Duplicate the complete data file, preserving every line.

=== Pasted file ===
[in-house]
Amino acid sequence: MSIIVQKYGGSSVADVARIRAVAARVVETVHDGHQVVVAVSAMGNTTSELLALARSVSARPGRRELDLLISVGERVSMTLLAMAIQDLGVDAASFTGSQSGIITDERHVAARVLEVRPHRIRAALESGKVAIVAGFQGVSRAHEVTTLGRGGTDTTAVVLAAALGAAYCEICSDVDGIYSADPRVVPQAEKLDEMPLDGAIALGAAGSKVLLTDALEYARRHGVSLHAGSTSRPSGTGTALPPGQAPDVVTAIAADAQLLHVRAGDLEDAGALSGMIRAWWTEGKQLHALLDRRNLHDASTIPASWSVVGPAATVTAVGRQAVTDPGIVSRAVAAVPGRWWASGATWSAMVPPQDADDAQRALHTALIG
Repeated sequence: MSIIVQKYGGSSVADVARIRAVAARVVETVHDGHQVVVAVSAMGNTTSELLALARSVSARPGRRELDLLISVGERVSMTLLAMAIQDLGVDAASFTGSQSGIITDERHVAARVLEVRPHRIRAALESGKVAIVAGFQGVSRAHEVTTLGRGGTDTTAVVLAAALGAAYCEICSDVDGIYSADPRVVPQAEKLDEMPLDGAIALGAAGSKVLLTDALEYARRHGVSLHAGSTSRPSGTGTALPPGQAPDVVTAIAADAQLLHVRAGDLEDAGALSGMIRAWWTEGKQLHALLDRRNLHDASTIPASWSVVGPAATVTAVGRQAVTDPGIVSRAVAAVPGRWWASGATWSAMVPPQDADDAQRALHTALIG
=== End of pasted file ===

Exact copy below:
[in-house]
Amino acid sequence: MSIIVQKYGGSSVADVARIRAVAARVVETVHDGHQVVVAVSAMGNTTSELLALARSVSARPGRRELDLLISVGERVSMTLLAMAIQDLGVDAASFTGSQSGIITDERHVAARVLEVRPHRIRAALESGKVAIVAGFQGVSRAHEVTTLGRGGTDTTAVVLAAALGAAYCEICSDVDGIYSADPRVVPQAEKLDEMPLDGAIALGAAGSKVLLTDALEYARRHGVSLHAGSTSRPSGTGTALPPGQAPDVVTAIAADAQLLHVRAGDLEDAGALSGMIRAWWTEGKQLHALLDRRNLHDASTIPASWSVVGPAATVTAVGRQAVTDPGIVSRAVAAVPGRWWASGATWSAMVPPQDADDAQRALHTALIG
Repeated sequence: MSIIVQKYGGSSVADVARIRAVAARVVETVHDGHQVVVAVSAMGNTTSELLALARSVSARPGRRELDLLISVGERVSMTLLAMAIQDLGVDAASFTGSQSGIITDERHVAARVLEVRPHRIRAALESGKVAIVAGFQGVSRAHEVTTLGRGGTDTTAVVLAAALGAAYCEICSDVDGIYSADPRVVPQAEKLDEMPLDGAIALGAAGSKVLLTDALEYARRHGVSLHAGSTSRPSGTGTALPPGQAPDVVTAIAADAQLLHVRAGDLEDAGALSGMIRAWWTEGKQLHALLDRRNLHDASTIPASWSVVGPAATVTAVGRQAVTDPGIVSRAVAAVPGRWWASGATWSAMVPPQDADDAQRALHTALIG